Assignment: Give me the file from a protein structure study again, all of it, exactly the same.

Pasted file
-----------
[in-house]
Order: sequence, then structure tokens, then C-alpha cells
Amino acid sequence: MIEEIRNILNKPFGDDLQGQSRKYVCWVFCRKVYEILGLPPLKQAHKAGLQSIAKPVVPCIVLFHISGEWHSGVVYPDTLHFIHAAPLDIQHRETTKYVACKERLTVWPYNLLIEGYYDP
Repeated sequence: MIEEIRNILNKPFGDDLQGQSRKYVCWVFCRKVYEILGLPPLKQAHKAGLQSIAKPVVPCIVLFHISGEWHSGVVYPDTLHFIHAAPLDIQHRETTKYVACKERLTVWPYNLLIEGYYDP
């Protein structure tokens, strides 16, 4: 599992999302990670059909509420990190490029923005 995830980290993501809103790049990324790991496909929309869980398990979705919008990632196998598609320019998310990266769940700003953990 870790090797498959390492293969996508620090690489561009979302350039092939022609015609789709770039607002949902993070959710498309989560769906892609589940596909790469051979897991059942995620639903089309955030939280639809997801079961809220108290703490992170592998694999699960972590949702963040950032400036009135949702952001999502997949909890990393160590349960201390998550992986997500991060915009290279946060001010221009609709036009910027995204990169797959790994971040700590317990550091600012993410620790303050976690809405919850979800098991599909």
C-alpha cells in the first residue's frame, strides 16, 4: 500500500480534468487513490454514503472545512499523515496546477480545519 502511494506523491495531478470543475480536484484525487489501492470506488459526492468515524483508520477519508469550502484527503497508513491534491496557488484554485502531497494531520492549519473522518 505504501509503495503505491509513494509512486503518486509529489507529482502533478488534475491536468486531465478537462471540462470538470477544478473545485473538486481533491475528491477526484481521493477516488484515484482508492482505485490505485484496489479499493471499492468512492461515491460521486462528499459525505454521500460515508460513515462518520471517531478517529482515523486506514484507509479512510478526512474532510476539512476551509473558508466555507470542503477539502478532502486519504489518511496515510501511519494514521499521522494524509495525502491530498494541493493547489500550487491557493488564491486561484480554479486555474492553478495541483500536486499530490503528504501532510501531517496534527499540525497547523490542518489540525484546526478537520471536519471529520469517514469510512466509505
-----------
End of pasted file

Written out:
[in-house]
Order: sequence, then structure tokens, then C-alpha cells
Amino acid sequence: MIEEIRNILNKPFGDDLQGQSRKYVCWVFCRKVYEILGLPPLKQAHKAGLQSIAKPVVPCIVLFHISGEWHSGVVYPDTLHFIHAAPLDIQHRETTKYVACKERLTVWPYNLLIEGYYDP
Repeated sequence: MIEEIRNILNKPFGDDLQGQSRKYVCWVFCRKVYEILGLPPLKQAHKAGLQSIAKPVVPCIVLFHISGEWHSGVVYPDTLHFIHAAPLDIQHRETTKYVACKERLTVWPYNLLIEGYYDP
């Protein structure tokens, strides 16, 4: 599992999302990670059909509420990190490029923005 995830980290993501809103790049990324790991496909929309869980398990979705919008990632196998598609320019998310990266769940700003953990 870790090797498959390492293969996508620090690489561009979302350039092939022609015609789709770039607002949902993070959710498309989560769906892609589940596909790469051979897991059942995620639903089309955030939280639809997801079961809220108290703490992170592998694999699960972590949702963040950032400036009135949702952001999502997949909890990393160590349960201390998550992986997500991060915009290279946060001010221009609709036009910027995204990169797959790994971040700590317990550091600012993410620790303050976690809405919850979800098991599909």
C-alpha cells in the first residue's frame, strides 16, 4: 500500500480534468487513490454514503472545512499523515496546477480545519 502511494506523491495531478470543475480536484484525487489501492470506488459526492468515524483508520477519508469550502484527503497508513491534491496557488484554485502531497494531520492549519473522518 505504501509503495503505491509513494509512486503518486509529489507529482502533478488534475491536468486531465478537462471540462470538470477544478473545485473538486481533491475528491477526484481521493477516488484515484482508492482505485490505485484496489479499493471499492468512492461515491460521486462528499459525505454521500460515508460513515462518520471517531478517529482515523486506514484507509479512510478526512474532510476539512476551509473558508466555507470542503477539502478532502486519504489518511496515510501511519494514521499521522494524509495525502491530498494541493493547489500550487491557493488564491486561484480554479486555474492553478495541483500536486499530490503528504501532510501531517496534527499540525497547523490542518489540525484546526478537520471536519471529520469517514469510512466509505